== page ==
Dune, Part 1

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Chilton Books, 1965 - Fiction - 412 pages
175 Reviews
Future space fantasy concerning a time when the human race has reached a point of intellectual stagnation and receives the help of a space-age Messiah and prophet.

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5 stars
89
4 stars
56
3 stars
20
2 stars
7
1 star
3

Overall the writing is lush, emotive and action-packed. - Goodreads
I feel the ending was stunted. - Goodreads
Part 3 was very easy to read. - Goodreads
There are a few awesome battles weaved in the plot. - Goodreads
I had some great visuals throughout the book. - Goodreads
Dune, without a doubt, is a masterpiece of writing. - Goodreads

Review: Dune (Dune Chronicles #1)

User Review  - Ike Sharpless - Goodreads

I haven't read this in forever (the two movie versions, distinct as they are from each other, are both fresher in my mind), but this is a great book which can be read either as a straight, self ... Read full review

Review: Dune (Dune Chronicles #1)

User Review  - Christine - Goodreads

I was going to do things today, and then I picked up this book. Well worthy of its status as one of the greatest science fiction books ever written. If you haven't read it, you need to put this book in your face. Make it be in your brain. Trust me on this. Read full review

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About the author (1965)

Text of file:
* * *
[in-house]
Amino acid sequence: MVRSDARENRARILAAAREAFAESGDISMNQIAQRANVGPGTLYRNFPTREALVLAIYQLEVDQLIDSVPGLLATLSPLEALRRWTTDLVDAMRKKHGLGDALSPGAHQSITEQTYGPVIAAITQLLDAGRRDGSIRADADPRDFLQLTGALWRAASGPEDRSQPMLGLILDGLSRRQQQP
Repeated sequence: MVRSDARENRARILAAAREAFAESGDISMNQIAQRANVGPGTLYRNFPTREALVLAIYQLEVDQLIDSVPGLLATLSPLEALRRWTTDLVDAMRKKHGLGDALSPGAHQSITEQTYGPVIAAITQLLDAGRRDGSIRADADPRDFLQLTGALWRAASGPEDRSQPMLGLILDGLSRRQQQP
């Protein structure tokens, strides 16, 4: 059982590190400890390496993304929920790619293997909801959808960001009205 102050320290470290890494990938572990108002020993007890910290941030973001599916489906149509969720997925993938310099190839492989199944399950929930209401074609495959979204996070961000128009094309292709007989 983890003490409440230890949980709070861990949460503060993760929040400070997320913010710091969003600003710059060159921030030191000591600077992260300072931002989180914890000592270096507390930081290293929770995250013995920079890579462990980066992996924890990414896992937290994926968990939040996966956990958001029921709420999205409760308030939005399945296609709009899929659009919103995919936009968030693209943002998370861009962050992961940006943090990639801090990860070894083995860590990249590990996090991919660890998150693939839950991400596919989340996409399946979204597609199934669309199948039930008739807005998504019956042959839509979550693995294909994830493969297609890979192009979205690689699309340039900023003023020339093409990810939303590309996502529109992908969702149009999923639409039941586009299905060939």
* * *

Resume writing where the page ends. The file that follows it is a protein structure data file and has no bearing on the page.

Frank Herbert worked originally as a journalist, but then turned to science fiction. His Dune series has had a major impact on that genre. Some critics assert that Herbert is responsible for bringing in a new branch of ecological science fiction. He had a personal interest in world ecology, and consulted with the governments of Vietnam and Pakistan about ecological issues. The length of some of Herbert's novels also helped make it acceptable for science fiction authors to write longer books. It is clear that, if the reader is engaged by the story---and Herbert certainly has the ability to engage his readers---length is not important. As is usually the case with popular fiction, it comes down to whether or not the reader is entertained, and Herbert is, above all, an entertaining and often compelling writer. His greatest talent is his ability to create new worlds that are plausible to readers, in spite of their alien nature, such as the planet Arrakis in the Dune series.

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